Council members also had visits from community groups supporting the streetcar. "I had a delegation in my office talking about the trolley," says Pageler. "I'm not sure there was even a Vulcan representative" present. Vulcan "wants to take me to Portland" to see that city's streetcar, she says.

Nank says Vulcan is just one part of a whole group that wants a streetcar. "It's not just one or two organizations," he contends. "Smaller businesses, midsized organizations, and large corporations. The larger names may overshadow the smaller players," but it's not just a Vulcan agenda.

Vulcan uses a similar coalition approach to fund-raising. Contributions made by actual Vulcan employees only amount to $5,000 over the current four-year election cycle. To ferret out the resources that Vulcan has marshaled, you have to make connections. "All the Vulcan tenants and partners give," says Matthew Fox, a longtime advocate of slow growth in South Lake Union and former aide to Seattle City Council member Charlie Chong. The donations "don't all have the Vulcan return address," he notes.

The July 29 fund-raiser is a case in point. Vulcan's Nank says the event had 15 or 20 co-sponsors. "It wasn't just about Vulcan," Nank says. "It was a great turnout, 150 individuals from all walks of life. Out of that 150 maybe [there were] four Vulcan individuals."

All of the beneficiaries, howeverPageler, Wills, and Comptonsay Vulcan was in charge. Pageler and Wills say Vulcan's McGrady set up the event. Compton says, "Vulcan sponsored a fund-raiser. I was delighted with that. Vulcan has every right in the world to encourage us to be good council members." Other attendees and co-hosts say the fund-raiser was a Vulcan event organized by a Vulcan employee and held in the Vulcan-owned building. Vulcan also mailed the invitations and e-mails promoting the evening.

Based on lists of donors Pageler and Wills say were at the fund-raiser, Pageler received contributions totaling $10,310 from the event, and Wills raised $7,910. Based on an analysis of those names compared to Compton's list of contributors, it appears he raised at least $10,710 that night.

THE LIST OF DONORS reads like a Who's Who of Vulcan's partners and others who have a financial stake in seeing the corporation's plans realized in South Lake Union. There is also considerable overlap with the signers of the letter in support of the streetcar. The donor lists include employees from developers Milliken, Howard S. Wright, and Touchstone Corporation; real estate companies Trammell Crow Company, Cushman & Wakefield, and Gregory Broderick Smith Real Estate; construction companies Skanska USA Building, Sellen Construction Company, and Lease Crutcher Lewis; architects Callison, Weber + Thompson, and LMN Architects; public affairs firms Bannecker & Associates, the Fearey Group, and TCG Communications; and engineering companies Parsons Brinckerhoff and Hart Crowser.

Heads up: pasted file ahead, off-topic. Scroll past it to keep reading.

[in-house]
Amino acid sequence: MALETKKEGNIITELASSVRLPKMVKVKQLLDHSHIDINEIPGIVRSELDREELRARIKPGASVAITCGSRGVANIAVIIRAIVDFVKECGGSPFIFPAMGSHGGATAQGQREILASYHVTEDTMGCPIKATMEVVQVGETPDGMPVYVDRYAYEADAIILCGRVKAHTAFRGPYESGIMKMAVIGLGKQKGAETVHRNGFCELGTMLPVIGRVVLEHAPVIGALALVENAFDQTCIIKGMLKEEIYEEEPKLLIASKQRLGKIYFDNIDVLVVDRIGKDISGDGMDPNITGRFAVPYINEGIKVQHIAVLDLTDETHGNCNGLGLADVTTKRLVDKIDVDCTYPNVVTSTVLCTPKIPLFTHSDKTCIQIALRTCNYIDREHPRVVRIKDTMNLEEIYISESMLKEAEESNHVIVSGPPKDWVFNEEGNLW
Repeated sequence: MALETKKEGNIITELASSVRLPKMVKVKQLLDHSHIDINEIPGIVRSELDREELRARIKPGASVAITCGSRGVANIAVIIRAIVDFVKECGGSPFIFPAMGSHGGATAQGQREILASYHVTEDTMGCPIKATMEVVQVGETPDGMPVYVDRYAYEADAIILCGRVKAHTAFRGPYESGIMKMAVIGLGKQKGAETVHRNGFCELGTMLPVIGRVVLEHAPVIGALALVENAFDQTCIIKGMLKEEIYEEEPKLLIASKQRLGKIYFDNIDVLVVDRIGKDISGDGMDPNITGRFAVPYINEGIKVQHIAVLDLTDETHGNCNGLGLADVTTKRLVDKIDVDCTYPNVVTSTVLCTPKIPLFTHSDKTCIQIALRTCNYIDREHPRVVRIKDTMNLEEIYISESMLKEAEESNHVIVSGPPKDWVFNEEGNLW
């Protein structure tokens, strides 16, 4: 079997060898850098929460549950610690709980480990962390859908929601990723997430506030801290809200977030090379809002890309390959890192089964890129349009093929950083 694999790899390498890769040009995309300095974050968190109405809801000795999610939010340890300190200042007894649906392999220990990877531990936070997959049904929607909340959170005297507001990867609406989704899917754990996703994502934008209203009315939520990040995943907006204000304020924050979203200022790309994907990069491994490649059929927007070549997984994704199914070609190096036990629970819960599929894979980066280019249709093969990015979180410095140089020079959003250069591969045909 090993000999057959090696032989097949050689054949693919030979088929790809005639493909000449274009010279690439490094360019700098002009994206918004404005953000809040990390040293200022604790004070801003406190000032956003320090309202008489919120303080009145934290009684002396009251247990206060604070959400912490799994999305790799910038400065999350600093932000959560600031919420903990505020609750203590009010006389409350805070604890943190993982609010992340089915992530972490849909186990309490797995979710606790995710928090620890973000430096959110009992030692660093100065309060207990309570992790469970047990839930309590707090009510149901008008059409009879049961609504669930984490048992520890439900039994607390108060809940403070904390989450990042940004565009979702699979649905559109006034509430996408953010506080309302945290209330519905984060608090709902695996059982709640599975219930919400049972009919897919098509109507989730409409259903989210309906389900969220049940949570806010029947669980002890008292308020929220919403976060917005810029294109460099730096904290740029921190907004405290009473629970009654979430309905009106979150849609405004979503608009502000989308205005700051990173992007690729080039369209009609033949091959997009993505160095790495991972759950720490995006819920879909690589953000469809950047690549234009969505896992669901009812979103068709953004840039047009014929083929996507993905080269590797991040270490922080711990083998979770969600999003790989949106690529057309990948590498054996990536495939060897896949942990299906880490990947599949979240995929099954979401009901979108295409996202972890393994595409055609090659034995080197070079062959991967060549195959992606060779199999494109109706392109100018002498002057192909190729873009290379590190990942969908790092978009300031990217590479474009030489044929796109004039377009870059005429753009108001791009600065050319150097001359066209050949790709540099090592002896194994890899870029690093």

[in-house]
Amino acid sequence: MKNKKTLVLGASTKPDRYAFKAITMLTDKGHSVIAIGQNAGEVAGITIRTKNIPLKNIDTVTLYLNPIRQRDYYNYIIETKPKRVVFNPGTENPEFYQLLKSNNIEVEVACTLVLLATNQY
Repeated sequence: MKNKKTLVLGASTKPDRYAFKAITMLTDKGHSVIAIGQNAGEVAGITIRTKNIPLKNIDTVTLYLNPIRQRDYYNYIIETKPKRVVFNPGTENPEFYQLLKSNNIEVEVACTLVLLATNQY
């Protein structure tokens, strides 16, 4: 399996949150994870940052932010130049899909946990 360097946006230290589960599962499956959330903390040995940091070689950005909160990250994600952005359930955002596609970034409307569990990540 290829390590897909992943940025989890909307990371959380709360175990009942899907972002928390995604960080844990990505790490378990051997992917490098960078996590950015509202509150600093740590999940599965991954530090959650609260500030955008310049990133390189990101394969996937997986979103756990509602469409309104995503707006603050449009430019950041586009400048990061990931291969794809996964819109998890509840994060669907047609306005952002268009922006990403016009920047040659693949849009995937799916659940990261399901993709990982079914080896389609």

Licata expresses concern about this fund-raising juggernaut. "What is corrupting about it is this: When you raise that much money from so few people, it limits your ability to ask pointed questions. You begin to put blinders on. It dulls the inquisitiveness of legislators once they become too dependent on the largesse of contributors."

Compton responds simply, "That's Nick's opinion." Pageler thinks Licata's analysis is faulty. "Most of [the donations] were not big checks," Pageler says. "They were mostly $100 checks. [These donors] don't see it as influence buying." Wills points out that any support she gets from Vulcan and its friends is balanced by other contributors. "I've had broad support from all sidesneighborhood activists, environmentalists, labor. It's important to listen to all sides because everybody needs to benefit" from changes to the area.

The Cascade Neighborhood Council's Lea doesn't believe all sides are competing on a level playing field. "Vulcan, the mayor, and their three buddies on the City Council are laying all the groundwork for the trolley, the substation, and the rezone. They will get it all done because [Vulcan] has this highly professional staff that make sure legislation takes place. We are unpaid. We have other jobs to do. We don't have the money, time, or expertise to battle that level of interest. There needs to be some kind of mechanism to level the playing field."